We live in interesting times, and the future has never before seemed so unpredictable. Whether it’s a changing climate, pandemics, AI, the internet of things, the internet of bodies, big data, war, political division, genetic engineering, mass extinction, economic volatility, or supply chain disruption, it can often feel like we’re caught in a maelstrom of cross-currents and great crashing waves of change.
The human brain doesn’t much like this. According to Anil Ananthaswamy:
“…many neuroscientists are pivoting to a view of the brain as a “prediction machine.” Through predictive processing, the brain uses its prior knowledge of the world to make inferences or generate hypotheses about the causes of incoming sensory information. Those hypotheses — and not the sensory inputs themselves — give rise to perceptions in our mind’s eye. The more ambiguous the input, the greater the reliance on prior knowledge.”
So, paradoxically, the more the world shifts from linear progression to quantum leaps, the more the brain tries to use history to navigate the future, exactly at the time when history is losing its value as a reliable guide. The self-protective ego freaks out when it can’t predict what is going to happen next, so it would prefer to create the illusion of predictability, even when that is increasingly at odds with reality.
The statement of the Hopi Elders offers a better strategy:
“There is a river flowing now very fast. It is so great and swift that there are those who will be afraid. They will try to hold on to the shore. They will feel they are being torn apart and will suffer greatly. Know the river has its destination. The elders say we must let go of the shore, push off into the middle of the river, keep our eyes open, and our heads above the water. And I say, see who is in there with you and celebrate.”
Even while the ego-mind might be busy losing its cool, my experience has been that it becomes a lot easier to cope with uncertainty when you stop fighting it, and embrace it. If you can’t beat the flow of the river, join it. Change your story from “unpredictability is scary” to “unpredictability is exciting”. Abandon certainty in favour of curiosity.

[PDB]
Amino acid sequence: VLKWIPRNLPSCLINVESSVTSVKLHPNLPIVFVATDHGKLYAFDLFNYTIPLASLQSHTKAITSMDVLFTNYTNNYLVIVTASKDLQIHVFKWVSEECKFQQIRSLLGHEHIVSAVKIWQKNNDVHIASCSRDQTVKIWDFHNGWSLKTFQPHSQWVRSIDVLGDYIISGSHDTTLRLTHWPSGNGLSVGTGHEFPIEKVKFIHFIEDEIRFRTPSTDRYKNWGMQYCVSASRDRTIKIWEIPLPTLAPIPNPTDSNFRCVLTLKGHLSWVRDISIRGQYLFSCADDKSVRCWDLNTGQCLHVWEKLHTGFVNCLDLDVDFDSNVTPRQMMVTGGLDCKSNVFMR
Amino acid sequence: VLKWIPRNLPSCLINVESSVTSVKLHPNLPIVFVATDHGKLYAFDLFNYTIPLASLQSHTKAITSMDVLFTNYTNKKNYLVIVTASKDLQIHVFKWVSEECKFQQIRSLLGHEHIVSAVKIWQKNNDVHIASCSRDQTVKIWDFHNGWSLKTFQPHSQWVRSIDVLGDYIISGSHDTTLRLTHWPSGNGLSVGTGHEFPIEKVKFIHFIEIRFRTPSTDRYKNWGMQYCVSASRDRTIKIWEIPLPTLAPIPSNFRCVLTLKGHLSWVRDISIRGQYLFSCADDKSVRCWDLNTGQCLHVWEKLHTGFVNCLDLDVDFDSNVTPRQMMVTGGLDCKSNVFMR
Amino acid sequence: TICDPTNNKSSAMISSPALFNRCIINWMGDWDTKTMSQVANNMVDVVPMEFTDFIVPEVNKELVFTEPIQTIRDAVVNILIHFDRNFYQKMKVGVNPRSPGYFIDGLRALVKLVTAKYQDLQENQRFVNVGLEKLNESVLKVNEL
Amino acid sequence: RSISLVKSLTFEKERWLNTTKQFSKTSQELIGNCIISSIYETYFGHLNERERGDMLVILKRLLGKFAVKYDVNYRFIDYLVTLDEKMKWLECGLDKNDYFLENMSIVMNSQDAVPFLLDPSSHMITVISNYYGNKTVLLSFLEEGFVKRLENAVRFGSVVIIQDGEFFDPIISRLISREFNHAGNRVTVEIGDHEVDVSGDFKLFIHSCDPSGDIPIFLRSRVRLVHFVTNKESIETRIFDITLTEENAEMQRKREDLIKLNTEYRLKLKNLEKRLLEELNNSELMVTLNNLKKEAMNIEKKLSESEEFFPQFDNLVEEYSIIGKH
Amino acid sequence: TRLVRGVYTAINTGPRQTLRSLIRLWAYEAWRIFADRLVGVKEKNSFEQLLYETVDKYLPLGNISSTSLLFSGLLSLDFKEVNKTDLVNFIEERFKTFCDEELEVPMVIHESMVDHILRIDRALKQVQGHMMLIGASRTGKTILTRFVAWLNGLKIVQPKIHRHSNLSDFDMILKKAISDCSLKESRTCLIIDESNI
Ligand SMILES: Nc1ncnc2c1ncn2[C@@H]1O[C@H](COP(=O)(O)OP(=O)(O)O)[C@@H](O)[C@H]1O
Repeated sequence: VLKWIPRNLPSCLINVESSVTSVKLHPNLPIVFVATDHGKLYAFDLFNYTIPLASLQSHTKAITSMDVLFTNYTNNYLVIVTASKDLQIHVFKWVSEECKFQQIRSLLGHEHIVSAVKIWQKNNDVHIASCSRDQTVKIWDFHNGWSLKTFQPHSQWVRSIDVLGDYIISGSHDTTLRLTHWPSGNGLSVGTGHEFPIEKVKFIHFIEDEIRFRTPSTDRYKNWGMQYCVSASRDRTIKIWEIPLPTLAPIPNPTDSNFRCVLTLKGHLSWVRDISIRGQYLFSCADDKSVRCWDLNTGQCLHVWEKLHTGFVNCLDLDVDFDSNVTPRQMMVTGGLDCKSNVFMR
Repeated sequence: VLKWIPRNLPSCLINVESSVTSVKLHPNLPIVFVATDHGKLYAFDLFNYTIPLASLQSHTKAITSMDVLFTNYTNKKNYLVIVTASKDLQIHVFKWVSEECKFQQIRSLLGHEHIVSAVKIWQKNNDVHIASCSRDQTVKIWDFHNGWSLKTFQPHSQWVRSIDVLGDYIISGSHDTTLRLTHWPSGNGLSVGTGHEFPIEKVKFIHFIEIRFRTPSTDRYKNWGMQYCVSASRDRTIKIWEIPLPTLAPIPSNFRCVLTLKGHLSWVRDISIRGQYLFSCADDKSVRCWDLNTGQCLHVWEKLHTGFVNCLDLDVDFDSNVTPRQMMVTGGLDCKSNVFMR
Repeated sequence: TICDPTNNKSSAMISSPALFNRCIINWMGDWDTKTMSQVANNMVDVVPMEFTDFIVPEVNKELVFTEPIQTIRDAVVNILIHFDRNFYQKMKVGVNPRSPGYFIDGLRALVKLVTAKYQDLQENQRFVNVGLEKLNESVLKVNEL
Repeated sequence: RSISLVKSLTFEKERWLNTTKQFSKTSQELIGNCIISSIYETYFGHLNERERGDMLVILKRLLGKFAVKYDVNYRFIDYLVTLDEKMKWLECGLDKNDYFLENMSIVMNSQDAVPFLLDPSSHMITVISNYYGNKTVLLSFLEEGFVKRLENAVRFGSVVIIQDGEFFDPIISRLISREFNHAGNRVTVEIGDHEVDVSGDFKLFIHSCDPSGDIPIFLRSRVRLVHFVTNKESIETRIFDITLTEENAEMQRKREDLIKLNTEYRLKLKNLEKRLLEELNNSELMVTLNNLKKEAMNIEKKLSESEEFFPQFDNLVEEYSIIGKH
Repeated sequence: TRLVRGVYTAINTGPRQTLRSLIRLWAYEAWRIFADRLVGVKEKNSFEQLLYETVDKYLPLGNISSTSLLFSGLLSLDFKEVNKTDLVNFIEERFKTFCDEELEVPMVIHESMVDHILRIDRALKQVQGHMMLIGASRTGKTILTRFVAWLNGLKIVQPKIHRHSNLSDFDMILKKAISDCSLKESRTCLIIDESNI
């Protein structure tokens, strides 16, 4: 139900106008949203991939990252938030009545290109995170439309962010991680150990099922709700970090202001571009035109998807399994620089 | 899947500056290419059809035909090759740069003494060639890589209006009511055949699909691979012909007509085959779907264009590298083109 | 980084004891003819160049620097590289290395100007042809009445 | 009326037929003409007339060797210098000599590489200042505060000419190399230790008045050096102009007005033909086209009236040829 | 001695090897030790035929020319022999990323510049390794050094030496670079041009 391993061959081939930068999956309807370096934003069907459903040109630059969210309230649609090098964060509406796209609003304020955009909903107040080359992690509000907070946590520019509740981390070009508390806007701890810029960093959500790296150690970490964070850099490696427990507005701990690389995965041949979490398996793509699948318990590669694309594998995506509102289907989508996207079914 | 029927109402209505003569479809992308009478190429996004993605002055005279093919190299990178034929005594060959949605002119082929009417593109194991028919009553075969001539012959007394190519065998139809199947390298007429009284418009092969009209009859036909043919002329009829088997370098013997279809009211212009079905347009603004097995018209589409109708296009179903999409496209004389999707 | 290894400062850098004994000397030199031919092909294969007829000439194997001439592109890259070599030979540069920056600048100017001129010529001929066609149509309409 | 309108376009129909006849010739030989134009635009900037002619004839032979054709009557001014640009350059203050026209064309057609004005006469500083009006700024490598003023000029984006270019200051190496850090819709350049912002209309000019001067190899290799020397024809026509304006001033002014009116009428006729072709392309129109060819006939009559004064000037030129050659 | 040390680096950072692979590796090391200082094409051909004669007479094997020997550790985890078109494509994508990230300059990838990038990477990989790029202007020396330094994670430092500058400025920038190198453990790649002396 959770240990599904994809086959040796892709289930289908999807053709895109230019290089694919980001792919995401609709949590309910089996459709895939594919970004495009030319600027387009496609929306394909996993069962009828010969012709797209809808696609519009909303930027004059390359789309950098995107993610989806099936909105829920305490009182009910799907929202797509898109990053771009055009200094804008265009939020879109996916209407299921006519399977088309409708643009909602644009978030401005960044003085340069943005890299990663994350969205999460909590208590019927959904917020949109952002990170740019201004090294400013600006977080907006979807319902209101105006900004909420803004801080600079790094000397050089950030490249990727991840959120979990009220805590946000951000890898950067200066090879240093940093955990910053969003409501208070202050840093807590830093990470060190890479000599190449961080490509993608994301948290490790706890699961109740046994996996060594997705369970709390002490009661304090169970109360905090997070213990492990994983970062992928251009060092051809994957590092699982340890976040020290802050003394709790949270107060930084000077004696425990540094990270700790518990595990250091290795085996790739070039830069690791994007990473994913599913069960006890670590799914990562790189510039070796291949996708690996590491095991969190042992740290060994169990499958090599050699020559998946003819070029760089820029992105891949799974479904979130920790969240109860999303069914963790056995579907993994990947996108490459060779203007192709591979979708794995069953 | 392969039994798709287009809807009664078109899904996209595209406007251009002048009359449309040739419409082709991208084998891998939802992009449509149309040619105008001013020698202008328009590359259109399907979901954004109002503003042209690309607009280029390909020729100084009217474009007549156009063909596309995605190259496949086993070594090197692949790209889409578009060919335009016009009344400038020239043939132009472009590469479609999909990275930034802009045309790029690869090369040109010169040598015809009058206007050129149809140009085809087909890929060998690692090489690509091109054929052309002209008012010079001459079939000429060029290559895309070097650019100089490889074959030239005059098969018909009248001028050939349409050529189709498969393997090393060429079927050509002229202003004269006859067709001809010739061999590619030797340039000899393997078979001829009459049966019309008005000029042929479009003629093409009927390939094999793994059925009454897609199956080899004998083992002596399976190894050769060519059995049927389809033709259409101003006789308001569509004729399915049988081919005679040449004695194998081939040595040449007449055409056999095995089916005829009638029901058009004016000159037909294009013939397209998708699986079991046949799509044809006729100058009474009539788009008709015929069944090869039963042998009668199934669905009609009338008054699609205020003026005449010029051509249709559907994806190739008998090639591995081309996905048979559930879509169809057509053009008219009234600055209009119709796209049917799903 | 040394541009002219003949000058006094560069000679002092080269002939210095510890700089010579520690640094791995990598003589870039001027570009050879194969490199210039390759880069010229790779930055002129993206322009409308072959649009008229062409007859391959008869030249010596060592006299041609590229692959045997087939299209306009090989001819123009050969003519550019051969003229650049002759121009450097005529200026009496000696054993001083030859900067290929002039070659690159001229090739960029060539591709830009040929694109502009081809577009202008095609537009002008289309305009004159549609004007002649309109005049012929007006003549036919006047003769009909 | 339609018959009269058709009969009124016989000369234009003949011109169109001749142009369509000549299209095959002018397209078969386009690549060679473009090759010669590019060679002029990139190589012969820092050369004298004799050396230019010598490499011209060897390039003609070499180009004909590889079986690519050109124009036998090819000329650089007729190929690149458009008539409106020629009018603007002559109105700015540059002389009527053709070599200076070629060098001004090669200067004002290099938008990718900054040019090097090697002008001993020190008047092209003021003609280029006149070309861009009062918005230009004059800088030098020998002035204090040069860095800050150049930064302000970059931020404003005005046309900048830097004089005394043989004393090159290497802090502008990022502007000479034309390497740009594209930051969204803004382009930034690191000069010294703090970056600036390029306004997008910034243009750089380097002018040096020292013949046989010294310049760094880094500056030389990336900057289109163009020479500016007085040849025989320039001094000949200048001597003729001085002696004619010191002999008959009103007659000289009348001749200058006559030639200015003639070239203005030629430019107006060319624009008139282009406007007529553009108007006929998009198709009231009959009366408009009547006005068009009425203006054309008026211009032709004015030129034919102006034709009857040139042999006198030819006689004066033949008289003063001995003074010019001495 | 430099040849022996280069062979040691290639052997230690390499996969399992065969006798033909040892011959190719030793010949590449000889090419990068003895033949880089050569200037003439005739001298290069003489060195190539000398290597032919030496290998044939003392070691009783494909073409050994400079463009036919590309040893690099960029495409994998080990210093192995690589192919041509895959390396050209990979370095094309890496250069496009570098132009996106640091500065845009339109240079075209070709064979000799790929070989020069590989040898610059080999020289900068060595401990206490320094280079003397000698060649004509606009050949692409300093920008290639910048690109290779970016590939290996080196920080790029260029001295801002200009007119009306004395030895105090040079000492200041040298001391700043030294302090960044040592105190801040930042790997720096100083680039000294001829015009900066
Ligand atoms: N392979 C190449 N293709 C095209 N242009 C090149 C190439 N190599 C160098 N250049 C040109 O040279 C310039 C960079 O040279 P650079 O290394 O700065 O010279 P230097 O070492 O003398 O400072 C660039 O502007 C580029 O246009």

If you can see personal evolution and growth as the point of living, then change and uncertainty lose their sting. In Deviate: The Science of Seeing Differently, Beau Lotto writes about the importance of a diverse set of experiences to keep us flexible and creative, rather than being trammelled by the train tracks of convention. If we can let go of attachment to specific versions of the future, we open up vast new realms of possibility. If we can surf the waves of change, rather than being capsized by them, we can see further and navigate more strategically. When we interpret unpredictability as fuel, rather than fear, it becomes a catalyst for transformation.
It may not be true that life will never give you more than you can handle, but it’s a helpful narrative. By choosing to believe it, we develop faith in our own resilience and resourcefulness to cope with whatever comes.
I learned this on the Atlantic, when it seemed that I was clobbered by one challenge after another – tendinitis in my shoulders, saltwater sores on my bottom, all four oars breaking before I reached halfway, broken GPS, stereo, and camping stove, and finally losing all comms when my satphone stopped working – not to mention storms and high seas for much of the crossing. It was the epitome of unpredictability.
But as time went on, I noticed a pattern emerging. It felt like a gradual ramping up of the challenges. I would have just adapted to one reality when my situation would change again. It was as if the ocean was setting me a well-designed crash course in personal development, calibrated to constantly stretch me but not break me.
So I now see life’s challenges as a series of lessons, stepping stones on the way to a more actualised version of myself. As with so many things, if you can’t change the outer reality, then change your inner story about it – it makes all the difference.